3,4-methylenedioxy-N-methylamphetamine (MDMA) is a commonly used illegal drug that is popular amongst young adults who use it to at nightclubs, raves and other parties to get “high.”
On the streets the drug is most commonly referred to as Ecstasy. Ecstasy is one of number of drugs that are referred to as amphetamines. Amphetamines are stimulants that can cause impaired judgment, prolonged wakefulness and attention, delusions and hallucinations.
It is popular amongst partygoers because it can keep them awake and heighten their mood for long periods of time.
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A new, more potent, form of ecstasy has emerged. On the streets people are calling it “Molly,” short for molecule. Unlike ecstasy, which can be laced with other drugs, like caffeine and methamphetamine, Molly is rising in popularity because it is being marketed as pure MDMA.
So, what is dangerous about Molly? There is a debate over how dangerous Molly may be. Some argue that it is not a dangerous drug while other insists that Molly can cause life-threatening side effects.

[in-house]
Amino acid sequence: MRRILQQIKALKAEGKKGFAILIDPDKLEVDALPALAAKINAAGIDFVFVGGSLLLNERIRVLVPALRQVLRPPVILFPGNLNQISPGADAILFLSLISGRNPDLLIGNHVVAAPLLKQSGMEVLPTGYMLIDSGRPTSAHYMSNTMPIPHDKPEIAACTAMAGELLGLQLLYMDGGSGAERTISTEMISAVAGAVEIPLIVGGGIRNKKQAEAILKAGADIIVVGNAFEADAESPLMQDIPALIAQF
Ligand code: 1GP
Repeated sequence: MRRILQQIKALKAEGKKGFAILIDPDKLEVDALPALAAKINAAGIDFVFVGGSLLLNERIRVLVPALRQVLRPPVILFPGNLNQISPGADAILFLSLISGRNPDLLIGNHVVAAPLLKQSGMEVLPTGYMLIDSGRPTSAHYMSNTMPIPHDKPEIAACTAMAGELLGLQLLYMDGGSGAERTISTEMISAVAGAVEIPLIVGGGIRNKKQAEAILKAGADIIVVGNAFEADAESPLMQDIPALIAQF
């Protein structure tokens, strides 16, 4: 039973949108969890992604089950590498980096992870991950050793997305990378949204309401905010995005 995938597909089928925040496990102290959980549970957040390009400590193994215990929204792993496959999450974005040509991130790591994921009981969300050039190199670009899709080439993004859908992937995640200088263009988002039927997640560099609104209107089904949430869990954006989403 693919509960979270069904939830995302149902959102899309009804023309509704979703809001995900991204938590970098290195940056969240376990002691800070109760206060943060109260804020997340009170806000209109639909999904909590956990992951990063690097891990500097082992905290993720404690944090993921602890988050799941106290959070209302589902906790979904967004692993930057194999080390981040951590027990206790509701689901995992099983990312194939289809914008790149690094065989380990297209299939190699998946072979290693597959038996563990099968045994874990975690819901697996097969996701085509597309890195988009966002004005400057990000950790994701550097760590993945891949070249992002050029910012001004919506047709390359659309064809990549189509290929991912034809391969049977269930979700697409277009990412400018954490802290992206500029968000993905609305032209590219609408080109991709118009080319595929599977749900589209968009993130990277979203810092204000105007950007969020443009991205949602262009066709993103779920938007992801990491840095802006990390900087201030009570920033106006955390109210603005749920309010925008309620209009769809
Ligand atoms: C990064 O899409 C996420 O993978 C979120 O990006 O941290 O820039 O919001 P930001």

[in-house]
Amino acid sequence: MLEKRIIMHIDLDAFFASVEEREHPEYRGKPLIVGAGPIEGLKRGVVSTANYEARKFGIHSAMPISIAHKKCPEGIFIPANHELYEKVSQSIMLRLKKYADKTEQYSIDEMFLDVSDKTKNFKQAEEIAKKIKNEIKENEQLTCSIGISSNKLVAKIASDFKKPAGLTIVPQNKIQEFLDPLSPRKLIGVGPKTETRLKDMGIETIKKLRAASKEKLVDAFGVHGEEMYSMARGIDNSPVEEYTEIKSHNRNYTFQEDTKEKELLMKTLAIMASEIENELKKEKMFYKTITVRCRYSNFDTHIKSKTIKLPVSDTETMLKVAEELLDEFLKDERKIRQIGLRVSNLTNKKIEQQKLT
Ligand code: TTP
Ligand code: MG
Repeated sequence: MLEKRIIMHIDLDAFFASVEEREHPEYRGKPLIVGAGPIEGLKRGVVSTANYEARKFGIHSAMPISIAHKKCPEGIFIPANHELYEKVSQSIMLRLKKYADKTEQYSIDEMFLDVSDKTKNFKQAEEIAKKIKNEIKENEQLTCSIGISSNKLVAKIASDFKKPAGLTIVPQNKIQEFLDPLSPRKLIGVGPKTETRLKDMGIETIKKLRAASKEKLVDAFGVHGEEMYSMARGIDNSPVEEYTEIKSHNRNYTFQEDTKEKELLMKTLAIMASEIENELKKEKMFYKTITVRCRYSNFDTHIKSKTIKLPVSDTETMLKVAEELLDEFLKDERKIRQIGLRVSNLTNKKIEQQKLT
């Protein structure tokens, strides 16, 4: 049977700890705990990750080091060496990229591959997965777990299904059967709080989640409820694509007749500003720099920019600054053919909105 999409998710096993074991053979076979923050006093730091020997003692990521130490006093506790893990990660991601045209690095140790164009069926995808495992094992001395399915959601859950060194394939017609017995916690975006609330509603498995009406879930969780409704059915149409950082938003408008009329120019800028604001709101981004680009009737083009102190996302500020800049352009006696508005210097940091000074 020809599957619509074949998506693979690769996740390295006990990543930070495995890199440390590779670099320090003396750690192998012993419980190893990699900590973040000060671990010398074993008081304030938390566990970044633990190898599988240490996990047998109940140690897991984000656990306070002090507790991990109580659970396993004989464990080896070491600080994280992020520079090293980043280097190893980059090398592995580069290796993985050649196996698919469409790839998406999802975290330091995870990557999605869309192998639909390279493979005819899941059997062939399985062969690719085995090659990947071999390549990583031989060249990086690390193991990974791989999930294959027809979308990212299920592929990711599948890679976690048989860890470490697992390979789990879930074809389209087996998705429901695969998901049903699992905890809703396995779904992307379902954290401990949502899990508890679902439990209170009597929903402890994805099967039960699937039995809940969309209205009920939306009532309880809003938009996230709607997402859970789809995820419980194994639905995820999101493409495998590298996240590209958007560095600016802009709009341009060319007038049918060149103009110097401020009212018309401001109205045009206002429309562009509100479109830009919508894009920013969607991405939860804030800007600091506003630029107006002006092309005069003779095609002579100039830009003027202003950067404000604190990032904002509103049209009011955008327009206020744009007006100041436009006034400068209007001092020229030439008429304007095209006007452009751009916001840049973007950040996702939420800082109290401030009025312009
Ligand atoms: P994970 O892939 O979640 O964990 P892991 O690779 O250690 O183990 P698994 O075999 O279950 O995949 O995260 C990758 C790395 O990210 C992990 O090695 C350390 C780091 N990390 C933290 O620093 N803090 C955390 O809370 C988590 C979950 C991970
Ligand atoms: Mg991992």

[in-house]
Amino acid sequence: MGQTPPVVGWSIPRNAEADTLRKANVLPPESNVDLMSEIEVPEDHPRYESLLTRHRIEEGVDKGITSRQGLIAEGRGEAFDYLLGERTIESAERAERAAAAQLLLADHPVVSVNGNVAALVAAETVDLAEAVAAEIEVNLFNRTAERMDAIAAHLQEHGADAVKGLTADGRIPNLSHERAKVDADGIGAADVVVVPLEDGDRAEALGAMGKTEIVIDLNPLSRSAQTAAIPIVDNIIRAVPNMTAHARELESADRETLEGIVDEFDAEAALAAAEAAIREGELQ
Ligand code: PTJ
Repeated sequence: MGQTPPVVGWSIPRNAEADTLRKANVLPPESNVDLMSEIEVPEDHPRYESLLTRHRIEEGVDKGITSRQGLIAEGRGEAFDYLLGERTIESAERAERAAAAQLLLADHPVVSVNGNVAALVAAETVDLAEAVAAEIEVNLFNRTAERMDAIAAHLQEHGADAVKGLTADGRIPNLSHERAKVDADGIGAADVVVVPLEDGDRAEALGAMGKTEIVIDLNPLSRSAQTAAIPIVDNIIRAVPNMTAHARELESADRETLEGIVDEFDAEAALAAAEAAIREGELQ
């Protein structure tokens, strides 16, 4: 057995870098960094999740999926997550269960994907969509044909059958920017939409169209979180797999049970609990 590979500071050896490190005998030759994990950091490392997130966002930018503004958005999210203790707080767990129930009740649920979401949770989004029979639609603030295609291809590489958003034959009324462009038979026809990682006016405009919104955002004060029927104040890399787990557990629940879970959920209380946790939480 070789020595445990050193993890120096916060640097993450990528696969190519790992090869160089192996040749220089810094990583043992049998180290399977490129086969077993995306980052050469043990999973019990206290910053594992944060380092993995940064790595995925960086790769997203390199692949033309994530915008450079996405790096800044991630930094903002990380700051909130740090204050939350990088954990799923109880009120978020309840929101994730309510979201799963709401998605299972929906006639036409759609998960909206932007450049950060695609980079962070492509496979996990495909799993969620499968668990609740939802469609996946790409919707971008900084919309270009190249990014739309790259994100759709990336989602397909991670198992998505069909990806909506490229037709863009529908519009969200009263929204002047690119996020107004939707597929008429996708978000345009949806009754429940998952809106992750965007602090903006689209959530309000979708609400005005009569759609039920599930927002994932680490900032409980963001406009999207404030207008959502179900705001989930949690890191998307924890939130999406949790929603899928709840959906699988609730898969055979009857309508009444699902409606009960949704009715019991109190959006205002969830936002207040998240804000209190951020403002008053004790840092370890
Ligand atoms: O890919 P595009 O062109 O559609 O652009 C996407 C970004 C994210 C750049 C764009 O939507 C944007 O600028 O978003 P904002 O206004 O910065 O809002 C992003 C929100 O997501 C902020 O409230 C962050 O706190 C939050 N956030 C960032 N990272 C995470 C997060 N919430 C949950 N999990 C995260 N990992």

Any stimulant can cause increase in the amount of neurotransmitters like serotonin, dopamine and norepinephrine available in the body. These neurotransmitters can cause an increase in heart rate, blood pressure, stomach cramps and anorexia. If abused, they can deplete the amount of receptors available to bind the neurotransmitters decreasing their normal function. Users may need more and more of the drug in order to see any affect of the drug, which can increase the number of dangerous side effects.
The continued use of a pure stimulant like Molly can cause cardiac arrhythmias, increased blood pressure, psychomotor agitation, hyperthermia and hyponatremia. In addition, using this drug with alcohol and/or other stimulants could increase the risk of dangerous side effects.